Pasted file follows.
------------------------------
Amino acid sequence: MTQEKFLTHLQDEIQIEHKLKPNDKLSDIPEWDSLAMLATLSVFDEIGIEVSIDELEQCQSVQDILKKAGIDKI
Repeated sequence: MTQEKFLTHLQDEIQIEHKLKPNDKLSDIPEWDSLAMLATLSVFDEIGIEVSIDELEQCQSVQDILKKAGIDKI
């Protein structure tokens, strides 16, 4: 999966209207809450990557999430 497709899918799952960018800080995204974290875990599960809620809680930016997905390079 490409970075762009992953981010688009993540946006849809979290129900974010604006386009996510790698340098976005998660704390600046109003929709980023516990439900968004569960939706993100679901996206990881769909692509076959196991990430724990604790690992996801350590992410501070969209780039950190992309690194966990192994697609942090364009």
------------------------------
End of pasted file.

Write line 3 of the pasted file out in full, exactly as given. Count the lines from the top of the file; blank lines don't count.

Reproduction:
């Protein structure tokens, strides 16, 4: 999966209207809450990557999430 497709899918799952960018800080995204974290875990599960809620809680930016997905390079 490409970075762009992953981010688009993540946006849809979290129900974010604006386009996510790698340098976005998660704390600046109003929709980023516990439900968004569960939706993100679901996206990881769909692509076959196991990430724990604790690992996801350590992410501070969209780039950190992309690194966990192994697609942090364009």